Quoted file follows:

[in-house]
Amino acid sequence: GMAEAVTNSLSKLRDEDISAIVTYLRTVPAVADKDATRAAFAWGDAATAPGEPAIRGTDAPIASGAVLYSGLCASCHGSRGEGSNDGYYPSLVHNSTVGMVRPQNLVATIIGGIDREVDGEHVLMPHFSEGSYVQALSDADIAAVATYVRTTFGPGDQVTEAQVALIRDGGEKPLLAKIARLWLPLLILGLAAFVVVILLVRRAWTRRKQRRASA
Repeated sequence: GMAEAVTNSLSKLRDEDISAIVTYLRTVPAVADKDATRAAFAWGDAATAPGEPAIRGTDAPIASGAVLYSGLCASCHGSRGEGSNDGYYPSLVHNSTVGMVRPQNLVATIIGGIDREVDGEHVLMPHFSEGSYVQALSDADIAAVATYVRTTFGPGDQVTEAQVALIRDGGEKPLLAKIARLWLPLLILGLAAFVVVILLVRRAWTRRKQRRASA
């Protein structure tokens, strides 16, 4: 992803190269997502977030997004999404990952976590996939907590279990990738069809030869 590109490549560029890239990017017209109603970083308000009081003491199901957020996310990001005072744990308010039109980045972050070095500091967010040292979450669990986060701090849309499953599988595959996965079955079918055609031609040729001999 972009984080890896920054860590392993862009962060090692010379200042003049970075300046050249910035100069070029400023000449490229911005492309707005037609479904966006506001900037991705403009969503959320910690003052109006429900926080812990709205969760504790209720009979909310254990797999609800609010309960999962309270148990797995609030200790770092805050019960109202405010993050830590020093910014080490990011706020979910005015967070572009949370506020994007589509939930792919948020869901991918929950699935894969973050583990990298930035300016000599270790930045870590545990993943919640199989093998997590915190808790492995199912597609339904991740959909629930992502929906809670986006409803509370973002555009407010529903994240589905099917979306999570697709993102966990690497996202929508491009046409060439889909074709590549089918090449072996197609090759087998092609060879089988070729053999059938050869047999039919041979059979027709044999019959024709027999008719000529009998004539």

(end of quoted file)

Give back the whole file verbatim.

[in-house]
Amino acid sequence: GMAEAVTNSLSKLRDEDISAIVTYLRTVPAVADKDATRAAFAWGDAATAPGEPAIRGTDAPIASGAVLYSGLCASCHGSRGEGSNDGYYPSLVHNSTVGMVRPQNLVATIIGGIDREVDGEHVLMPHFSEGSYVQALSDADIAAVATYVRTTFGPGDQVTEAQVALIRDGGEKPLLAKIARLWLPLLILGLAAFVVVILLVRRAWTRRKQRRASA
Repeated sequence: GMAEAVTNSLSKLRDEDISAIVTYLRTVPAVADKDATRAAFAWGDAATAPGEPAIRGTDAPIASGAVLYSGLCASCHGSRGEGSNDGYYPSLVHNSTVGMVRPQNLVATIIGGIDREVDGEHVLMPHFSEGSYVQALSDADIAAVATYVRTTFGPGDQVTEAQVALIRDGGEKPLLAKIARLWLPLLILGLAAFVVVILLVRRAWTRRKQRRASA
């Protein structure tokens, strides 16, 4: 992803190269997502977030997004999404990952976590996939907590279990990738069809030869 590109490549560029890239990017017209109603970083308000009081003491199901957020996310990001005072744990308010039109980045972050070095500091967010040292979450669990986060701090849309499953599988595959996965079955079918055609031609040729001999 972009984080890896920054860590392993862009962060090692010379200042003049970075300046050249910035100069070029400023000449490229911005492309707005037609479904966006506001900037991705403009969503959320910690003052109006429900926080812990709205969760504790209720009979909310254990797999609800609010309960999962309270148990797995609030200790770092805050019960109202405010993050830590020093910014080490990011706020979910005015967070572009949370506020994007589509939930792919948020869901991918929950699935894969973050583990990298930035300016000599270790930045870590545990993943919640199989093998997590915190808790492995199912597609339904991740959909629930992502929906809670986006409803509370973002555009407010529903994240589905099917979306999570697709993102966990690497996202929508491009046409060439889909074709590549089918090449072996197609090759087998092609060879089988070729053999059938050869047999039919041979059979027709044999019959024709027999008719000529009998004539």